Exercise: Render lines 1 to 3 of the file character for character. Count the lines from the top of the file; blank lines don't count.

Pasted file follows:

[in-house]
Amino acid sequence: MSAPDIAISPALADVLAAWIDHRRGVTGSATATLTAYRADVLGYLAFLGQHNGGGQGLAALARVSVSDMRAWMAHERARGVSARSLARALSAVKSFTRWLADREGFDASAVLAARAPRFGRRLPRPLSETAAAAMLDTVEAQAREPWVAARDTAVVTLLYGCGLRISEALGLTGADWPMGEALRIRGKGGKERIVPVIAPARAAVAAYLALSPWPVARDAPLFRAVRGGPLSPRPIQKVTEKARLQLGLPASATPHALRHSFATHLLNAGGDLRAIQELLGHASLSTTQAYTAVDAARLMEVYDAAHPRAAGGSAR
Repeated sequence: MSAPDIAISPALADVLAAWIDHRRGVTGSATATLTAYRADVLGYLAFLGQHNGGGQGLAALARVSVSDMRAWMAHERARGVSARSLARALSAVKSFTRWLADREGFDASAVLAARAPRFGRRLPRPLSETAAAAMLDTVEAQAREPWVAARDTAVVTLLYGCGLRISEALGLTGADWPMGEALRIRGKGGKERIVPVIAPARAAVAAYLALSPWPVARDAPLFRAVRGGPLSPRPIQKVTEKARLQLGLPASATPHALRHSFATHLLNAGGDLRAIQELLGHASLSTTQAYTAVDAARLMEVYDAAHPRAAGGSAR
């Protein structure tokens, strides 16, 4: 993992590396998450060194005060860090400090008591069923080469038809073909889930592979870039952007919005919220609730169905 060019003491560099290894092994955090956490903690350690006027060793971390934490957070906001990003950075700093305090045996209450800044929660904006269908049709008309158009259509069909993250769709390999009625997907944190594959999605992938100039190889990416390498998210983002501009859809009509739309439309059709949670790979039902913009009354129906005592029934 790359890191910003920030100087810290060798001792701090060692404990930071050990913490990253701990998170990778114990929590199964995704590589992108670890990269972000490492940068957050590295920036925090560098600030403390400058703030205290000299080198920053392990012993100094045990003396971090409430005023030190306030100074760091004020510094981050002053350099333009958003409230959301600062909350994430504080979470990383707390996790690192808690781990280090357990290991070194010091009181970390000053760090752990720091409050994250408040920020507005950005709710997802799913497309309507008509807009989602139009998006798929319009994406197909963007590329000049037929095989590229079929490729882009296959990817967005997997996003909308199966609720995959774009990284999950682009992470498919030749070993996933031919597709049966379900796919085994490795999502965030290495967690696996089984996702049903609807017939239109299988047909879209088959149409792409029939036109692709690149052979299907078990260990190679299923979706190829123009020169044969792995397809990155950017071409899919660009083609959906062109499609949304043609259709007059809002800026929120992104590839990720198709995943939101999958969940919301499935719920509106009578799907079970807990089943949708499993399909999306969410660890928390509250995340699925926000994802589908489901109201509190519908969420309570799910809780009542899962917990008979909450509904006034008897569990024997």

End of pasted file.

[in-house]
Amino acid sequence: MSAPDIAISPALADVLAAWIDHRRGVTGSATATLTAYRADVLGYLAFLGQHNGGGQGLAALARVSVSDMRAWMAHERARGVSARSLARALSAVKSFTRWLADREGFDASAVLAARAPRFGRRLPRPLSETAAAAMLDTVEAQAREPWVAARDTAVVTLLYGCGLRISEALGLTGADWPMGEALRIRGKGGKERIVPVIAPARAAVAAYLALSPWPVARDAPLFRAVRGGPLSPRPIQKVTEKARLQLGLPASATPHALRHSFATHLLNAGGDLRAIQELLGHASLSTTQAYTAVDAARLMEVYDAAHPRAAGGSAR
Repeated sequence: MSAPDIAISPALADVLAAWIDHRRGVTGSATATLTAYRADVLGYLAFLGQHNGGGQGLAALARVSVSDMRAWMAHERARGVSARSLARALSAVKSFTRWLADREGFDASAVLAARAPRFGRRLPRPLSETAAAAMLDTVEAQAREPWVAARDTAVVTLLYGCGLRISEALGLTGADWPMGEALRIRGKGGKERIVPVIAPARAAVAAYLALSPWPVARDAPLFRAVRGGPLSPRPIQKVTEKARLQLGLPASATPHALRHSFATHLLNAGGDLRAIQELLGHASLSTTQAYTAVDAARLMEVYDAAHPRAAGGSAR